Since mid-1999, Rwandan authorities have identified a new threat to security: the "army of the king". The king or umwami of Rwanda, Kigeli V Ndahindurwa, was overthrown by the Hutu-led revolution which began in 1959 and was driven into exile in 1961. Resident for a long time in Kenya, the fifty-nine-year-old former ruler has more recently led a quiet life in a suburb of Washington, D.C. He has disavowed any link to an armed resistance group and insists that he would return to rule Rwanda only if a majority of Rwandans wanted the monarchy restored and expressed this wish, perhaps through a national referendum.10
General Kagame has welcomed the return of the king as a private citizen but has threatened to crush any who attempt to restore him to power by force of arms. According to an account published in the Rwandan press in December 1999, Kagame stated in reference to a supposed "army of the king," "Whoever will come (by [the] gun) will definitely die. . . . We are ready."11
Between November 15 and 20, 1999 local authorities in Nyamirambo, a section of the capital city, Kigali, detained more than 200 young people on the charge of being part of the "army of the king". They arrested the young men on the streets, where they had supposedly been awaiting transport to take them to places where they would receive military training. The young men were detained in the local lockup for two days and then handed over to the Department of Military Intelligence (DMI), which reportedly released them after they had confessed to unspecified crimes.12
Unlike previous opposition groups identified solely with Hutu, the monarchists include both Hutu and Tutsi. Kigeri Ndahindurwa is Tutsi but by custom the king represented all Rwandans, not just those of one ethnic group. Many of his Tutsi supporters are genocide survivors who find that the current government fails to satisfy their demands for justice and assistance. These Tutsi deplore the lack of progress in prosecutions for genocide as well as the prosperity of government officials grown rich from corruption while many survivors-particularly widows and orphans-struggle in abject misery. A growing number of survivors resent the government attempt to justify military operations abroad by the supposed need to protect them from further genocide. Other Tutsi, who returned from exile in Burundi or the Congo, have found their hopes for rapid success blocked by the predominance of those who returned from Uganda. Some Tutsi soldiers of the RPA, both survivors of the genocide and those from Burundi and the Congo, say they have no wish to fight the war in the Congo. They want that conflict settled by negotiations, even if this means coming to terms with the insurgents.13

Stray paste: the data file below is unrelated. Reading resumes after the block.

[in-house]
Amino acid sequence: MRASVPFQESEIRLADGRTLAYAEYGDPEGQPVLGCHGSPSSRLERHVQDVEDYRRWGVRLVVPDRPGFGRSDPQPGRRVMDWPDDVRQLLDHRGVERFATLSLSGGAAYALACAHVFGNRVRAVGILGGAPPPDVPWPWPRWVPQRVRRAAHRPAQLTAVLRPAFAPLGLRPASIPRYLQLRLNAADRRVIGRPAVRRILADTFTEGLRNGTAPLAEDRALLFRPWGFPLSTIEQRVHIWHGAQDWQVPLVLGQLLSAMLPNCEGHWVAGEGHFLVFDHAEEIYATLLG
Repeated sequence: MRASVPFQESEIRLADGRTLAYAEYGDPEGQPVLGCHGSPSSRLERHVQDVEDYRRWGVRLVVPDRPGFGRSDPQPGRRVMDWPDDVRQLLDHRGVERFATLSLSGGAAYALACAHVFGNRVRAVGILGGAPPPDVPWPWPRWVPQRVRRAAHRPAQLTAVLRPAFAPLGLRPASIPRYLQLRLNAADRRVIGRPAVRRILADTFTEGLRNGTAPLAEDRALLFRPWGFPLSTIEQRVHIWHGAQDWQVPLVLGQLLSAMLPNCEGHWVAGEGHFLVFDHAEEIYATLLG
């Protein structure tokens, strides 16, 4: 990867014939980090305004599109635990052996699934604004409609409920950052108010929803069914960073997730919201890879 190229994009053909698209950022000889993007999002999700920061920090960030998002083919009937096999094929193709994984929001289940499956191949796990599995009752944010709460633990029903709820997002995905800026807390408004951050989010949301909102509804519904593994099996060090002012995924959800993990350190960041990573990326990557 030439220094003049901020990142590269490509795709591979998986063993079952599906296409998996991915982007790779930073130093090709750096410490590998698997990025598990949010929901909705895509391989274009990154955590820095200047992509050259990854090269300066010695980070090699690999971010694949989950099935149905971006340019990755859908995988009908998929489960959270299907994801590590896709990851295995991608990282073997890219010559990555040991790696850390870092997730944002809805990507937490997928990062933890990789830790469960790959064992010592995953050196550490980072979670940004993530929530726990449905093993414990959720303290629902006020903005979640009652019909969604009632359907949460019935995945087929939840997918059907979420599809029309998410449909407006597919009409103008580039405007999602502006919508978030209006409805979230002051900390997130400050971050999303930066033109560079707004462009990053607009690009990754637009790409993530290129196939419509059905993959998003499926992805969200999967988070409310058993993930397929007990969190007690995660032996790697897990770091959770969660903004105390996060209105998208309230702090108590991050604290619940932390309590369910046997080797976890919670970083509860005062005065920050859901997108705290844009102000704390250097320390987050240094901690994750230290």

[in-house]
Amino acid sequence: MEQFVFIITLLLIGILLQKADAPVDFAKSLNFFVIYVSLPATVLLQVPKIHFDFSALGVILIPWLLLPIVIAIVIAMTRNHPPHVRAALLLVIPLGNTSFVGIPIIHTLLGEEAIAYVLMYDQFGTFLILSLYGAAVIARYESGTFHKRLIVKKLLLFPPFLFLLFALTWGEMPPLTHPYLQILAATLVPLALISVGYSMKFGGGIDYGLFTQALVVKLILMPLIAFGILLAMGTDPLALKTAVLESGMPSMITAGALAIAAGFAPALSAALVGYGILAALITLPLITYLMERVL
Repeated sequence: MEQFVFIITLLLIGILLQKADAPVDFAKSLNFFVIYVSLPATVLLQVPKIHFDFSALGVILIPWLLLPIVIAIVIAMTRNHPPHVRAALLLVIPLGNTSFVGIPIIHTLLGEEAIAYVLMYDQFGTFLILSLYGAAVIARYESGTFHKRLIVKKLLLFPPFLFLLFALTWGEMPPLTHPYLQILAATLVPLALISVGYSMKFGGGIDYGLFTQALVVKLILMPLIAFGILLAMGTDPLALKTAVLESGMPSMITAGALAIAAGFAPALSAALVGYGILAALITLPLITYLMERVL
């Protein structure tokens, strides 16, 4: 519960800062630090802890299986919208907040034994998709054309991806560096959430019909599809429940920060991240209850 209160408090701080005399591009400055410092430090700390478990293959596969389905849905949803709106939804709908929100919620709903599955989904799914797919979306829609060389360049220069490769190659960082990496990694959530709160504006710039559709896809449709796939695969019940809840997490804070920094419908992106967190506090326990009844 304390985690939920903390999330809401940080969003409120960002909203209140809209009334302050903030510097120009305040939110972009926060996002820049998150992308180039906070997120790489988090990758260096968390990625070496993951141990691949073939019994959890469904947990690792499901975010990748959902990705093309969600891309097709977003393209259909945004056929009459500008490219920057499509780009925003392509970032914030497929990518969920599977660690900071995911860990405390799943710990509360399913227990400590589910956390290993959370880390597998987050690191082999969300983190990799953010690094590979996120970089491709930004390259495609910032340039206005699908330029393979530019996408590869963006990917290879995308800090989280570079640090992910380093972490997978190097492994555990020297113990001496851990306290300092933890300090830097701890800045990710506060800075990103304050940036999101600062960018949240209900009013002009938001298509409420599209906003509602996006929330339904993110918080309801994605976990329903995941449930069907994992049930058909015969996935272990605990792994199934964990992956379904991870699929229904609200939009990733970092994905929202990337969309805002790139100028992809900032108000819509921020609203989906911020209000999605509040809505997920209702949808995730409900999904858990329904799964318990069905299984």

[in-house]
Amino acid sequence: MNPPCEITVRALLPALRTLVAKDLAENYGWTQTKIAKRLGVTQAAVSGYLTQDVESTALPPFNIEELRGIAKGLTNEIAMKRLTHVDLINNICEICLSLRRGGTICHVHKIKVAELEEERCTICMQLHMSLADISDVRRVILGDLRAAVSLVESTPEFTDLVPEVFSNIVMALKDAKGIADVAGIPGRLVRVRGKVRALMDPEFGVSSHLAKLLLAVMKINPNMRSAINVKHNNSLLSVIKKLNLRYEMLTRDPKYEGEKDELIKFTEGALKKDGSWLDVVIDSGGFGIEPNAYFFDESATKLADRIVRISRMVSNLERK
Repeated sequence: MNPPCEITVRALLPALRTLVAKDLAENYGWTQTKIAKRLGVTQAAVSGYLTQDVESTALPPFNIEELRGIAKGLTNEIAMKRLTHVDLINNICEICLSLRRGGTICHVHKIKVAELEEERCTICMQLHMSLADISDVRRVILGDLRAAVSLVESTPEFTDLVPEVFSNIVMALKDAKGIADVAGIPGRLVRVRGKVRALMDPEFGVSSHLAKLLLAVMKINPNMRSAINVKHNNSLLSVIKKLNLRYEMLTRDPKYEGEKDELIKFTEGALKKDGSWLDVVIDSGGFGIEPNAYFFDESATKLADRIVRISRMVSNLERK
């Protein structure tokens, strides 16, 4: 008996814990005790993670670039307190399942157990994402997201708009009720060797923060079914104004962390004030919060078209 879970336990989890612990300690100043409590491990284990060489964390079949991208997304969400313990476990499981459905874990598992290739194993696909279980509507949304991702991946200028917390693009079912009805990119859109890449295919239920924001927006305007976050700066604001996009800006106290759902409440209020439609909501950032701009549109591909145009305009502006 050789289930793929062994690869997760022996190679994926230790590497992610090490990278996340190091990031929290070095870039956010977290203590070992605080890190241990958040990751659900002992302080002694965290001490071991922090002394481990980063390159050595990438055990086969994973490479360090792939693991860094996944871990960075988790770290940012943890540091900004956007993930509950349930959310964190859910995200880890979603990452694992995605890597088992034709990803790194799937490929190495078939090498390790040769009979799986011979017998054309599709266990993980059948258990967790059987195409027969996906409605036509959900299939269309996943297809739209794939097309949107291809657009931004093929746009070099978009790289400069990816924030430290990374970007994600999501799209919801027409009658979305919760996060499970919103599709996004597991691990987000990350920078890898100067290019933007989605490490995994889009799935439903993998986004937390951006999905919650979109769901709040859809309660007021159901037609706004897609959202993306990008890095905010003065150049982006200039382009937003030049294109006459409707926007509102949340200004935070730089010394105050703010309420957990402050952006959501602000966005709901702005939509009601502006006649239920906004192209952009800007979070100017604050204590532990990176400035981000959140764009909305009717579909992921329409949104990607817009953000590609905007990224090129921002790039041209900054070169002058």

The multi-ethnic nature of the monarchist group poses a major challenge to authorities who previously could discredit opposition groups for being composed only of Hutu and for including persons implicated in the genocide. Now both the RPF and the government are themselves increasingly criticized for being dominated by Tutsi. Although they continue to talk about the multi-ethnic sharing of power, about nationalism, and about reconciliation, the RPF and the government have progressively excluded all the major Hutu leaders who once participated in power. Since the start of the year, the RPF and its political allies have engineered the replacement of Pierre-Celestin Rwigema as prime minister by Bernard Makuza. Although both are Hutu of the same political party (Democratic Republican Movement, MDR), Rwigema had an independent base of power, which he had expanded during his five years as prime minister, while Makuza, who returns from an ambassadorial post abroad, has no significant base of his own. Similarly, the RPF, acting with the National Assembly, forced the resignation in March of President Pasteur Bizimungu, the one Hutu who had been included in the inner circle of power since the early days of the RPF. After a brief period of indecision, the Rwandan Supreme Court named General Kagame as interim replacement for Bizimungu. The government and the assembly voting together then selected Kagame to serve as president for the remaining three years of the transitional period. The other candidate for president, also a Tutsi, was Charles Murigande, currently the secretary-general of the RPF.10 Interview with King Kigeri V Ndahindurwa, broadcast on BBC, February 28, 2000. 11 "More Students Leave for Exile," Rwanda Newsline, no. 05, December 24, 1999-January 2, 2000, p. 32. 12 Kinyamateka, no. 1540, November, II, 1999, p. 4. 13 Human Rights Watch interview, by telephone, March 27, 2000.